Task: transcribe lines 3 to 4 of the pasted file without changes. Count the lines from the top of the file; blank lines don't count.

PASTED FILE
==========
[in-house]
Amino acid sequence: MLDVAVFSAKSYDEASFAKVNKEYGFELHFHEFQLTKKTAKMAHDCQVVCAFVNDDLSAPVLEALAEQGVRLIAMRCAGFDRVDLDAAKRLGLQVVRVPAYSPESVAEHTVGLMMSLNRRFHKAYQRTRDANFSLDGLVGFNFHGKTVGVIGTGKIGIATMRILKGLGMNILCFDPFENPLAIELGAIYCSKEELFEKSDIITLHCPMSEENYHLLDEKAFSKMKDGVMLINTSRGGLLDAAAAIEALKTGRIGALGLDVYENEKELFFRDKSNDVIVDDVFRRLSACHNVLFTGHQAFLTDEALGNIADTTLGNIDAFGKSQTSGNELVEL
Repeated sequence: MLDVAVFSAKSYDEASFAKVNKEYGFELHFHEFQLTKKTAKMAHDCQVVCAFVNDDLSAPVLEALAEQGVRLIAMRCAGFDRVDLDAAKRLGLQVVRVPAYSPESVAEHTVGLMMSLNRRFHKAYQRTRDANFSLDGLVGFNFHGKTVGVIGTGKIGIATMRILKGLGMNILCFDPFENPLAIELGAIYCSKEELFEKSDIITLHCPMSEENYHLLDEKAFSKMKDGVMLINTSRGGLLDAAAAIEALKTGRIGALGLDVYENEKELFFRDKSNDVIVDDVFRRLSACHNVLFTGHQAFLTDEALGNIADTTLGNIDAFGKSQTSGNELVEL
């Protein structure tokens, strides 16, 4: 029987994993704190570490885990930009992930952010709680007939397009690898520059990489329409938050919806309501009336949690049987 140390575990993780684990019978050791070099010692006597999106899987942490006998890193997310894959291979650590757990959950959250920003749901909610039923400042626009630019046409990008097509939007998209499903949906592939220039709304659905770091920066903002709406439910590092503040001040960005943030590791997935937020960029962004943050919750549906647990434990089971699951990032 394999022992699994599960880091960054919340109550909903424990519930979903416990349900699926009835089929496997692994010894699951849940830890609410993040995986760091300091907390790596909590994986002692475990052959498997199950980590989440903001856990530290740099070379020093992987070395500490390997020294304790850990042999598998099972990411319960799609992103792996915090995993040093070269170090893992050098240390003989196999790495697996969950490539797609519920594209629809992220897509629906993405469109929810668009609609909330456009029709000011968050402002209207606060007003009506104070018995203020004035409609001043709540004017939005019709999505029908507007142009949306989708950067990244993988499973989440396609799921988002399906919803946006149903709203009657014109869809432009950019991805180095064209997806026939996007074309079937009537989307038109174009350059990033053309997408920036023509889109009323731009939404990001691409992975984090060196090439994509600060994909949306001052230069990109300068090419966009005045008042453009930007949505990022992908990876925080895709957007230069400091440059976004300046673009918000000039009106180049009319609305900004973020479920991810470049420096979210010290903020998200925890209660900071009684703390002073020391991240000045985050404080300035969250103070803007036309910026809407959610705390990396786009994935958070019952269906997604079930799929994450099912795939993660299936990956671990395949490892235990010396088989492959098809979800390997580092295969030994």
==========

Repeated sequence: MLDVAVFSAKSYDEASFAKVNKEYGFELHFHEFQLTKKTAKMAHDCQVVCAFVNDDLSAPVLEALAEQGVRLIAMRCAGFDRVDLDAAKRLGLQVVRVPAYSPESVAEHTVGLMMSLNRRFHKAYQRTRDANFSLDGLVGFNFHGKTVGVIGTGKIGIATMRILKGLGMNILCFDPFENPLAIELGAIYCSKEELFEKSDIITLHCPMSEENYHLLDEKAFSKMKDGVMLINTSRGGLLDAAAAIEALKTGRIGALGLDVYENEKELFFRDKSNDVIVDDVFRRLSACHNVLFTGHQAFLTDEALGNIADTTLGNIDAFGKSQTSGNELVEL
């Protein structure tokens, strides 16, 4: 029987994993704190570490885990930009992930952010709680007939397009690898520059990489329409938050919806309501009336949690049987 140390575990993780684990019978050791070099010692006597999106899987942490006998890193997310894959291979650590757990959950959250920003749901909610039923400042626009630019046409990008097509939007998209499903949906592939220039709304659905770091920066903002709406439910590092503040001040960005943030590791997935937020960029962004943050919750549906647990434990089971699951990032 394999022992699994599960880091960054919340109550909903424990519930979903416990349900699926009835089929496997692994010894699951849940830890609410993040995986760091300091907390790596909590994986002692475990052959498997199950980590989440903001856990530290740099070379020093992987070395500490390997020294304790850990042999598998099972990411319960799609992103792996915090995993040093070269170090893992050098240390003989196999790495697996969950490539797609519920594209629809992220897509629906993405469109929810668009609609909330456009029709000011968050402002209207606060007003009506104070018995203020004035409609001043709540004017939005019709999505029908507007142009949306989708950067990244993988499973989440396609799921988002399906919803946006149903709203009657014109869809432009950019991805180095064209997806026939996007074309079937009537989307038109174009350059990033053309997408920036023509889109009323731009939404990001691409992975984090060196090439994509600060994909949306001052230069990109300068090419966009005045008042453009930007949505990022992908990876925080895709957007230069400091440059976004300046673009918000000039009106180049009319609305900004973020479920991810470049420096979210010290903020998200925890209660900071009684703390002073020391991240000045985050404080300035969250103070803007036309910026809407959610705390990396786009994935958070019952269906997604079930799929994450099912795939993660299936990956671990395949490892235990010396088989492959098809979800390997580092295969030994």